University Challenge may always be an unwelcoming arena to women but it's nothing to do with them not being intelligent enough
Tune into any episode of University Challenge and you may well find yourself playing a game of 'spot the female contestant'. It is a well-known fact that women, despite making up over half the population of most universities, do not enjoy the same proportional representation on the long-running BBC university quiz.
This very issue found itself back in the news this week when the Daily Telegraph ran a story on Wadham College Oxford having to shelve plans for a gender-balanced University Challenge team because they feared it would be sub-standard.
The college ran female-only trials in the hope that women would feel more confident in applying. However, they found that still very few women came forward and those that did failed to score highly.
Wadham were faced with either putting forward a 'sub-standard team', which they feared would not only reflect badly on the college but also on the women themselves, or field an all-male team of the highest scoring competitors instead.
Their student union body concluded they did not want any move to include women on their team to be viewed as tokenism as this would do nothing to further the fight for gender equality on the television show.
So why do we have this problem? It is certainly nothing to do with women not being intelligent enough to appear on University Challenge. The first matter to consider is the nature of quizzing itself. This is still considered a more masculine past-time. The idea of standing-up in a public forum and showing off how much you know is very much a man's game. Patriarchal society says it is fine for a man to display such posturing but a woman is still expected to play a more background role.
There is also a geeky, nerdish element to quiz programmes which is a persona much easier carried off by a man than a woman. It has even become fashionable for a man to be a bit of a geek but a woman is still perceived as an oddity and a bit of a social outcast. You only have to look back to Alexander Guttenplan the team captain of St John's College, Oxford, who demonstrated astonishing knowledge whilst steering his team to victory in 2010. He became a veritable pin-up with the women but I can't see an equally intelligent woman receiving the same level of adoration from men.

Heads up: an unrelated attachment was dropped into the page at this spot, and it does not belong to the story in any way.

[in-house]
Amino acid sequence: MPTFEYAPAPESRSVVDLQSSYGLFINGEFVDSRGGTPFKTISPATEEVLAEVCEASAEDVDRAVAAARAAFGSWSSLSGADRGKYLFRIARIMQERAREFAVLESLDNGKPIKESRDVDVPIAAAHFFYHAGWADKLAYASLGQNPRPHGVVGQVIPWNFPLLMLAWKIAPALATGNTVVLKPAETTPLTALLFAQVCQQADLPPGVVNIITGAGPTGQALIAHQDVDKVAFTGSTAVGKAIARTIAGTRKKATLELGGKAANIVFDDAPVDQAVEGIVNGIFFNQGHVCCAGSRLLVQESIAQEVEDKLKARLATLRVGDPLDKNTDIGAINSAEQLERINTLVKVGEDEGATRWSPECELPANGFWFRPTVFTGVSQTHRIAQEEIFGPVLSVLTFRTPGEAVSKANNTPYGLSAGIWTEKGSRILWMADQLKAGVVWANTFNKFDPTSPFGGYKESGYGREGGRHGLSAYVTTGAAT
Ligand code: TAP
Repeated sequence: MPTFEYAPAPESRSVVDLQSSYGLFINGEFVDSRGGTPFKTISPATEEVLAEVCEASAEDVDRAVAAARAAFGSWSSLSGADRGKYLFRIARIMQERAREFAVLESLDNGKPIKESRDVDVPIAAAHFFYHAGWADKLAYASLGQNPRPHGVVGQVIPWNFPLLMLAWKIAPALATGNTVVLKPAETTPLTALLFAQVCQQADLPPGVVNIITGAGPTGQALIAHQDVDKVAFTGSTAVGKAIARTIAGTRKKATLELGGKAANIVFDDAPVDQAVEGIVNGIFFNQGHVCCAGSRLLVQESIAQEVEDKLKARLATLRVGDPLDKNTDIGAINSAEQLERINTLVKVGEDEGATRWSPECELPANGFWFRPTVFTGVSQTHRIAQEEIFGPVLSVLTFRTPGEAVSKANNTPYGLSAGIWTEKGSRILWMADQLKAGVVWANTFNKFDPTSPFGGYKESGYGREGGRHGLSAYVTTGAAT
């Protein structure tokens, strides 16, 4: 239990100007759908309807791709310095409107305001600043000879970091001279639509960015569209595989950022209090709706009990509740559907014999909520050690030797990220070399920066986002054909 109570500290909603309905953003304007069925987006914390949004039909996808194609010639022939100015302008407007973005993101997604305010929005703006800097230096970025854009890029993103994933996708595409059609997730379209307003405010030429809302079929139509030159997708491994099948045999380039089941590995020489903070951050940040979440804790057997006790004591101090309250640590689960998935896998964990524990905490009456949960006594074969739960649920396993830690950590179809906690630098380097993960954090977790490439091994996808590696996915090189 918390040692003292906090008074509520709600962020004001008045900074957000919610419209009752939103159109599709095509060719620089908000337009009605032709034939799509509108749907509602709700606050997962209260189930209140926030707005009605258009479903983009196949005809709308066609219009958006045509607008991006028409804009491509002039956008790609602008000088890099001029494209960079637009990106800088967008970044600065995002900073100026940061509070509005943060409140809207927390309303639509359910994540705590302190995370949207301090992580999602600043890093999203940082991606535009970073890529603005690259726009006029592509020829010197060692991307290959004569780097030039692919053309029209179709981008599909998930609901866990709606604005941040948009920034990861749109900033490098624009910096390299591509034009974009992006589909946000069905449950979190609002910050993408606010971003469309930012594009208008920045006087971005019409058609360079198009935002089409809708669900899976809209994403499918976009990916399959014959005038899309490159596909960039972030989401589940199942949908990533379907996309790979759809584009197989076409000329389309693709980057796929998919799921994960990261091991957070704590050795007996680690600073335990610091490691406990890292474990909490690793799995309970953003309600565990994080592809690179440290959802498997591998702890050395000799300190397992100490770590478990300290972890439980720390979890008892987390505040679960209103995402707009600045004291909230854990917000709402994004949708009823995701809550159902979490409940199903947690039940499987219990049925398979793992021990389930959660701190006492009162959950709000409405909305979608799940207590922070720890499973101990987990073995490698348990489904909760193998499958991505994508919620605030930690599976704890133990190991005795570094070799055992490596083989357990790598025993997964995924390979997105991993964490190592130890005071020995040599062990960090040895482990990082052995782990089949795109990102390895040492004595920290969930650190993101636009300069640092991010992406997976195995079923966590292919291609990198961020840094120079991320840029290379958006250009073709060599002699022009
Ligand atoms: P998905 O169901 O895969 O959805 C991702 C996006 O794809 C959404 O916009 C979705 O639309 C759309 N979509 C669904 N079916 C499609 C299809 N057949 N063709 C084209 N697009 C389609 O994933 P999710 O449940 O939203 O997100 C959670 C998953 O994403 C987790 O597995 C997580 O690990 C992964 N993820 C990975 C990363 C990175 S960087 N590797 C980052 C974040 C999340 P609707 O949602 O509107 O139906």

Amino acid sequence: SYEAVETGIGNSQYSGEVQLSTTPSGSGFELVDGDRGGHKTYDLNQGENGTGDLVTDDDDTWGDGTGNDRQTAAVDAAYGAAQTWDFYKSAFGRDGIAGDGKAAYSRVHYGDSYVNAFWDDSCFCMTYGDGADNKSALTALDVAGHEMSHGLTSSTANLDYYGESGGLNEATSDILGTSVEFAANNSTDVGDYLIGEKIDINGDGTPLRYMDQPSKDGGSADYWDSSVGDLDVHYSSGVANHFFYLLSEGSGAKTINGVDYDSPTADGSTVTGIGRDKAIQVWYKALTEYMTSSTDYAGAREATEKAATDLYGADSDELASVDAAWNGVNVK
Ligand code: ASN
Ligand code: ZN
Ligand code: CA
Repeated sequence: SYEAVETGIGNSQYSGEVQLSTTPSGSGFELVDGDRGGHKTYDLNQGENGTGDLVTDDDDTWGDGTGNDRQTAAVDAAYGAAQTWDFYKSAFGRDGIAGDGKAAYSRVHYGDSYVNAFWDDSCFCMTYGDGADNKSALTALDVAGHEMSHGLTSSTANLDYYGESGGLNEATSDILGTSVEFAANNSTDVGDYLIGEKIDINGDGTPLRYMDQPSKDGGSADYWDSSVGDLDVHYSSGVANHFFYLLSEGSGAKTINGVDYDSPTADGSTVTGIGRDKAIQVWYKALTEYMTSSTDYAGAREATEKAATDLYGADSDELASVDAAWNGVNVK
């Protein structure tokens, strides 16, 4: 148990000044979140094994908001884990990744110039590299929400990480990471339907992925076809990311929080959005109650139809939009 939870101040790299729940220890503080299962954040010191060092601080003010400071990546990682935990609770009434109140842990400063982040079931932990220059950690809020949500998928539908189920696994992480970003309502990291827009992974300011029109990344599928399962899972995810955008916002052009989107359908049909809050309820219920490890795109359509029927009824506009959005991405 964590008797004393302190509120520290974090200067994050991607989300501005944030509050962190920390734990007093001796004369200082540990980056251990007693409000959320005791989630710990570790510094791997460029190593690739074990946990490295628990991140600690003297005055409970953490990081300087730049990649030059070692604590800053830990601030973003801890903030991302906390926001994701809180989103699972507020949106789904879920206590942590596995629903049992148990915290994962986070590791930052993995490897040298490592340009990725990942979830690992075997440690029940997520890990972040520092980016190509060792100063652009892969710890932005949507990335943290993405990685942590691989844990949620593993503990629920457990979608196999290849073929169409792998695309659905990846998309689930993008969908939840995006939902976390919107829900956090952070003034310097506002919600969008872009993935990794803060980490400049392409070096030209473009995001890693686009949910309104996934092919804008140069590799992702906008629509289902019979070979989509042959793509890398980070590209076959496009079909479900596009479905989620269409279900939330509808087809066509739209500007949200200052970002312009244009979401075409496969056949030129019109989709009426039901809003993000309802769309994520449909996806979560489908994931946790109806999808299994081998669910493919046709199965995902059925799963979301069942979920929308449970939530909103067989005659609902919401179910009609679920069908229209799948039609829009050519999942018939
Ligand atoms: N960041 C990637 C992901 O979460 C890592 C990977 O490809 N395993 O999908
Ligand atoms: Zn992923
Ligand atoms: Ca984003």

Even if a woman does manage to overcome all these quizzing barriers, once she is there she still has far more to prove than any man on her team. The position of the man is accepted – this is his rightful place. For the woman, she has to demonstrate she deserves to be there by answering a high number of questions correctly, otherwise she will simply be dismissed as the token female.
And so we come to the issue of physical appearance and to the crucial stumbling block of many a woman wanting to appear on University Challenge – and that is the simple fact it is a television show.
A number of female contestants who actually made it onto the programme have talked about how they were treated. Ishbel MacFarlane spoke out after appearing on University Challenge eight years ago saying she was treated very differently backstage to her three male team mates. She recounts how they were in and out of the make-up chair whilst she had false eyelashes applied and her shoulder blades, collar bones and cleavage shaded. She was then made to sit on the right of the captain - the traditional female position - which puts women in the centre and also makes it look like there are more of them there.
Women are viewed in a completely different way to men on television. Their physical appearance is considered first over any other attribute and expected to pass muster. This has been further exacerbated since the advent of social media when any female contestant can turn to her Twitter feed after the programme and expect to have been deluged with comments on her appearance.
Contestant Gail Trimble appeared on the show in 2009 and was nicknamed the Human Google by the press. She was a victim of misogynistic hate online and then invited to pose for a lad's magazine. This shows how an intelligent woman is seen as a threat even in today's society and must be immediately packaged up and managed, usually by denigrating her appearance or objectifying her.
On this basis it is hard to understand why any self-respecting, intelligent woman would put herself forward to appear on University Challenge. And indeed they are not. Their low representation on the show comes as a result of women not even attending the audition process at their universities.
But does it matter? Perhaps not. Perhaps it is better to conclude that University Challenge is a redundant concept in a more gender-equal age and as long as it continues to run it will always be dominated by male quizzers.
That does not mean I will not always feel a little frustrated when I see the token woman sat up there, her false lashes failing to obscure the fevered look in her eye as she tries to beat her male competitors to the buzzer, just to justify her presence.